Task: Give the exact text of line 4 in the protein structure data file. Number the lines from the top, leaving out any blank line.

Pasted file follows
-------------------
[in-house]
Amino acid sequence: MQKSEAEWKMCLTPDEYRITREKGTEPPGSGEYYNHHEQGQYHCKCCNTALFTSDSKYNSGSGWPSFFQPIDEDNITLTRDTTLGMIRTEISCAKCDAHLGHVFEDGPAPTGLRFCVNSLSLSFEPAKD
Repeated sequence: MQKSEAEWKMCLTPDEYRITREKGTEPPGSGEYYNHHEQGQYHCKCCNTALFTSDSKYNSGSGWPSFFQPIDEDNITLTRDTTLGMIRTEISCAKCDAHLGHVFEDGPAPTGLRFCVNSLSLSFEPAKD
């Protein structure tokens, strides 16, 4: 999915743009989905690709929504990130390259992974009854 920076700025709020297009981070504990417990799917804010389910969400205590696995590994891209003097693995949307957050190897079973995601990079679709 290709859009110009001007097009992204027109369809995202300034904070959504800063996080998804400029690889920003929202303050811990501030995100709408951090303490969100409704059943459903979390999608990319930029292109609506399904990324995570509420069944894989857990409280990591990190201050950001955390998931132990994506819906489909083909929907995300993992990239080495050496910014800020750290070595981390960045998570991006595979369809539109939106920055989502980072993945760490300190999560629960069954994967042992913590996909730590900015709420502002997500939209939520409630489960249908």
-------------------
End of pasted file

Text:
């Protein structure tokens, strides 16, 4: 999915743009989905690709929504990130390259992974009854 920076700025709020297009981070504990417990799917804010389910969400205590696995590994891209003097693995949307957050190897079973995601990079679709 290709859009110009001007097009992204027109369809995202300034904070959504800063996080998804400029690889920003929202303050811990501030995100709408951090303490969100409704059943459903979390999608990319930029292109609506399904990324995570509420069944894989857990409280990591990190201050950001955390998931132990994506819906489909083909929907995300993992990239080495050496910014800020750290070595981390960045998570991006595979369809539109939106920055989502980072993945760490300190999560629960069954994967042992913590996909730590900015709420502002997500939209939520409630489960249908």